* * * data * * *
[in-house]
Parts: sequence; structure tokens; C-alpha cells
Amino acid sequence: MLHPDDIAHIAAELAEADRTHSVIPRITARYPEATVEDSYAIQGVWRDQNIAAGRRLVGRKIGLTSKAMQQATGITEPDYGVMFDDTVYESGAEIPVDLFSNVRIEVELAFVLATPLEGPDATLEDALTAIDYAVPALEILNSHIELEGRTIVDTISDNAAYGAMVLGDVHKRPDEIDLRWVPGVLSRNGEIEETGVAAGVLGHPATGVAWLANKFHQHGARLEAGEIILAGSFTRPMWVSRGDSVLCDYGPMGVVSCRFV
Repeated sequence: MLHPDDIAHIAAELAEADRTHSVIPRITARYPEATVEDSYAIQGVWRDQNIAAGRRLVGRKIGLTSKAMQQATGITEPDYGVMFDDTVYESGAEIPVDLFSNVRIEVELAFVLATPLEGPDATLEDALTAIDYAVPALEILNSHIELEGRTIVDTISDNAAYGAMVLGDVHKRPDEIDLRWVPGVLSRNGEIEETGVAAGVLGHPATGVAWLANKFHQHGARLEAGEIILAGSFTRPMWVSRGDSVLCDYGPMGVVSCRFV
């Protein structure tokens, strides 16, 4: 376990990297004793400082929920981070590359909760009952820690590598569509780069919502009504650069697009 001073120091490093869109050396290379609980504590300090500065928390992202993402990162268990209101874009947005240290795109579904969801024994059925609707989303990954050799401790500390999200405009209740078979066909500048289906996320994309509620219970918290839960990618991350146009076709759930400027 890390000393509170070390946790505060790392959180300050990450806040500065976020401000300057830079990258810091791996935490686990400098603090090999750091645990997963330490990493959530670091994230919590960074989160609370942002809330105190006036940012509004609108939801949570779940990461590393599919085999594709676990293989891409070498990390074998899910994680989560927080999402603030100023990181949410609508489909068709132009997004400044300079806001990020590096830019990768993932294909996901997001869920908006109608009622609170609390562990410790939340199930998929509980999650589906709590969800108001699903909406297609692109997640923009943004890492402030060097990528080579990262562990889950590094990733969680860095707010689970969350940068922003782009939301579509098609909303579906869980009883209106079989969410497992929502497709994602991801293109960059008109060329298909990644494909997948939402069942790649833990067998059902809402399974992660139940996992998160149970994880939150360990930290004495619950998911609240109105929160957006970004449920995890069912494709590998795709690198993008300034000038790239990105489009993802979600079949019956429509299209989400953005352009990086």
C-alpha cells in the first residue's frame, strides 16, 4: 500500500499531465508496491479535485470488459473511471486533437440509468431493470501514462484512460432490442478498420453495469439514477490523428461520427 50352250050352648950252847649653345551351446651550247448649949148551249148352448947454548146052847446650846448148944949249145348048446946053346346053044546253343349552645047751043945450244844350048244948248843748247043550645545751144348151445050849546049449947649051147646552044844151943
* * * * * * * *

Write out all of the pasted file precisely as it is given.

[in-house]
Parts: sequence; structure tokens; C-alpha cells
Amino acid sequence: MLHPDDIAHIAAELAEADRTHSVIPRITARYPEATVEDSYAIQGVWRDQNIAAGRRLVGRKIGLTSKAMQQATGITEPDYGVMFDDTVYESGAEIPVDLFSNVRIEVELAFVLATPLEGPDATLEDALTAIDYAVPALEILNSHIELEGRTIVDTISDNAAYGAMVLGDVHKRPDEIDLRWVPGVLSRNGEIEETGVAAGVLGHPATGVAWLANKFHQHGARLEAGEIILAGSFTRPMWVSRGDSVLCDYGPMGVVSCRFV
Repeated sequence: MLHPDDIAHIAAELAEADRTHSVIPRITARYPEATVEDSYAIQGVWRDQNIAAGRRLVGRKIGLTSKAMQQATGITEPDYGVMFDDTVYESGAEIPVDLFSNVRIEVELAFVLATPLEGPDATLEDALTAIDYAVPALEILNSHIELEGRTIVDTISDNAAYGAMVLGDVHKRPDEIDLRWVPGVLSRNGEIEETGVAAGVLGHPATGVAWLANKFHQHGARLEAGEIILAGSFTRPMWVSRGDSVLCDYGPMGVVSCRFV
């Protein structure tokens, strides 16, 4: 376990990297004793400082929920981070590359909760009952820690590598569509780069919502009504650069697009 001073120091490093869109050396290379609980504590300090500065928390992202993402990162268990209101874009947005240290795109579904969801024994059925609707989303990954050799401790500390999200405009209740078979066909500048289906996320994309509620219970918290839960990618991350146009076709759930400027 890390000393509170070390946790505060790392959180300050990450806040500065976020401000300057830079990258810091791996935490686990400098603090090999750091645990997963330490990493959530670091994230919590960074989160609370942002809330105190006036940012509004609108939801949570779940990461590393599919085999594709676990293989891409070498990390074998899910994680989560927080999402603030100023990181949410609508489909068709132009997004400044300079806001990020590096830019990768993932294909996901997001869920908006109608009622609170609390562990410790939340199930998929509980999650589906709590969800108001699903909406297609692109997640923009943004890492402030060097990528080579990262562990889950590094990733969680860095707010689970969350940068922003782009939301579509098609909303579906869980009883209106079989969410497992929502497709994602991801293109960059008109060329298909990644494909997948939402069942790649833990067998059902809402399974992660139940996992998160149970994880939150360990930290004495619950998911609240109105929160957006970004449920995890069912494709590998795709690198993008300034000038790239990105489009993802979600079949019956429509299209989400953005352009990086």
C-alpha cells in the first residue's frame, strides 16, 4: 500500500499531465508496491479535485470488459473511471486533437440509468431493470501514462484512460432490442478498420453495469439514477490523428461520427 50352250050352648950252847649653345551351446651550247448649949148551249148352448947454548146052847446650846448148944949249145348048446946053346346053044546253343349552645047751043945450244844350048244948248843748247043550645545751144348151445050849546049449947649051147646552044844151943